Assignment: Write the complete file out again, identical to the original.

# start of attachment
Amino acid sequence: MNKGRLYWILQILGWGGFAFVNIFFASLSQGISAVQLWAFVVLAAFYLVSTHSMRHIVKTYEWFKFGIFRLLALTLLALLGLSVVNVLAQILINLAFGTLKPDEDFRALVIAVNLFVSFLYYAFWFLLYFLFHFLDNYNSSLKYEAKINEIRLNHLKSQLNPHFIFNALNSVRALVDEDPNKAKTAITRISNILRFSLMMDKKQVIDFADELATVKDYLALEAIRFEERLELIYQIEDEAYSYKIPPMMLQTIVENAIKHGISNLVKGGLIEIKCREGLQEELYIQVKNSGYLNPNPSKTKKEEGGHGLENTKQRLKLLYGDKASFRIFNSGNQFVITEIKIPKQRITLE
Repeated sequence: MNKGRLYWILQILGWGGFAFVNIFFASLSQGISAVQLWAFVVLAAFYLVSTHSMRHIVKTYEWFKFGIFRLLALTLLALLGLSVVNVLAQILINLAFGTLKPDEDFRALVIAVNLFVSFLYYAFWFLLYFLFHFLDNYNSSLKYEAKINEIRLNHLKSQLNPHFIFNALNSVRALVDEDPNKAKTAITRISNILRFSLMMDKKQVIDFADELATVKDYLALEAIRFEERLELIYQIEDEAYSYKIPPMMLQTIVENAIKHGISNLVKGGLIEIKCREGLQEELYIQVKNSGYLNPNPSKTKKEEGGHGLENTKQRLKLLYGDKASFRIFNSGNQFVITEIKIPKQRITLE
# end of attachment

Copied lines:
Amino acid sequence: MNKGRLYWILQILGWGGFAFVNIFFASLSQGISAVQLWAFVVLAAFYLVSTHSMRHIVKTYEWFKFGIFRLLALTLLALLGLSVVNVLAQILINLAFGTLKPDEDFRALVIAVNLFVSFLYYAFWFLLYFLFHFLDNYNSSLKYEAKINEIRLNHLKSQLNPHFIFNALNSVRALVDEDPNKAKTAITRISNILRFSLMMDKKQVIDFADELATVKDYLALEAIRFEERLELIYQIEDEAYSYKIPPMMLQTIVENAIKHGISNLVKGGLIEIKCREGLQEELYIQVKNSGYLNPNPSKTKKEEGGHGLENTKQRLKLLYGDKASFRIFNSGNQFVITEIKIPKQRITLE
Repeated sequence: MNKGRLYWILQILGWGGFAFVNIFFASLSQGISAVQLWAFVVLAAFYLVSTHSMRHIVKTYEWFKFGIFRLLALTLLALLGLSVVNVLAQILINLAFGTLKPDEDFRALVIAVNLFVSFLYYAFWFLLYFLFHFLDNYNSSLKYEAKINEIRLNHLKSQLNPHFIFNALNSVRALVDEDPNKAKTAITRISNILRFSLMMDKKQVIDFADELATVKDYLALEAIRFEERLELIYQIEDEAYSYKIPPMMLQTIVENAIKHGISNLVKGGLIEIKCREGLQEELYIQVKNSGYLNPNPSKTKKEEGGHGLENTKQRLKLLYGDKASFRIFNSGNQFVITEIKIPKQRITLE